Our success depends in part on our ability to attract and retain qualified personnel in all areas of our business. We compete with other businesses in our markets in attracting and retaining employees. Tight labor markets, increased overtime, collective labor agreements, increased healthcare costs, government mandated increases in the minimum wage and a higher proportion of full-time employees could result in an increase in labor costs, which could materially impact our results of operations. A shortage of qualified employees may require us to increase our wage and benefit offerings to compete effectively in the hiring and retention of qualified employees or to retain more expensive temporary employees. In addition, while we believe that relations with our employees are good, we cannot provide assurance that we will not become the target of campaigns to unionize our associates. Also, we always face the risk that legislative bodies will approve law that liberalizes the procedures for union organization. If more of our workforce were to become unionized, it could affect our operating expenses. Increased labor costs could increase our costs, resulting in a decrease in our profits or an increase in our losses. There can be no assurance that we will be able to fully absorb any increased labor costs through our efforts to increase efficiencies in other areas of our operations.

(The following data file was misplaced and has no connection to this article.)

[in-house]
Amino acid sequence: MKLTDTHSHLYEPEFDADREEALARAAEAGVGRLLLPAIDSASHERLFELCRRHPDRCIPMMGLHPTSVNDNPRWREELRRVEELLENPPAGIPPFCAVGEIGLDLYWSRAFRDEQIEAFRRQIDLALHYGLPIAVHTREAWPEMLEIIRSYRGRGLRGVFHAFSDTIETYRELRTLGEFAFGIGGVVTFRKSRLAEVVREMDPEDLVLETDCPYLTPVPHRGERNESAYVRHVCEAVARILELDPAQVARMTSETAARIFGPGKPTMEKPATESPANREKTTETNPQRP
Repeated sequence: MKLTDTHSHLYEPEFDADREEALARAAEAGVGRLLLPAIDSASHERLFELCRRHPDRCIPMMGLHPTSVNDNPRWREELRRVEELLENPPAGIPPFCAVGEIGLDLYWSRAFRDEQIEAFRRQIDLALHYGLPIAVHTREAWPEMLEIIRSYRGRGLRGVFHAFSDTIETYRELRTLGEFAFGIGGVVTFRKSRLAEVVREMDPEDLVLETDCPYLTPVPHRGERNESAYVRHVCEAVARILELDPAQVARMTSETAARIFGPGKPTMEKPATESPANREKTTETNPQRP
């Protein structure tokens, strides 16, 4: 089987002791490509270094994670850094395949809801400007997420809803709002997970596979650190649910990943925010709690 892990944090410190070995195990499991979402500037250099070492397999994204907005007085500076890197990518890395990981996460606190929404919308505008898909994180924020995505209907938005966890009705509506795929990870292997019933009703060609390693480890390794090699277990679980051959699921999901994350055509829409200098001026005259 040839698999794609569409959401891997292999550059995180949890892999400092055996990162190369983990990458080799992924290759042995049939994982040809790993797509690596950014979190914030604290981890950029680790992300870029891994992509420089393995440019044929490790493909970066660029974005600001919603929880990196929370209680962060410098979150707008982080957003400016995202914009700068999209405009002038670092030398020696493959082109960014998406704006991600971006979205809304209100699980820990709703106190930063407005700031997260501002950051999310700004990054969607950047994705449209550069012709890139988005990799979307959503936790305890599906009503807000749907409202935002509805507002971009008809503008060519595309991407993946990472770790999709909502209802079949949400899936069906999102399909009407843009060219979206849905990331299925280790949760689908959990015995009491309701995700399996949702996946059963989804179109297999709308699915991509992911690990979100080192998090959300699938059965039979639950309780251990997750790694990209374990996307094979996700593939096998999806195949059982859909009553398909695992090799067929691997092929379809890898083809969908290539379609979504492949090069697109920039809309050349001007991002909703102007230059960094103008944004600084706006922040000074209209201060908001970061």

Because of the number of properties that we own and lease, we have a potential risk of environmental liability.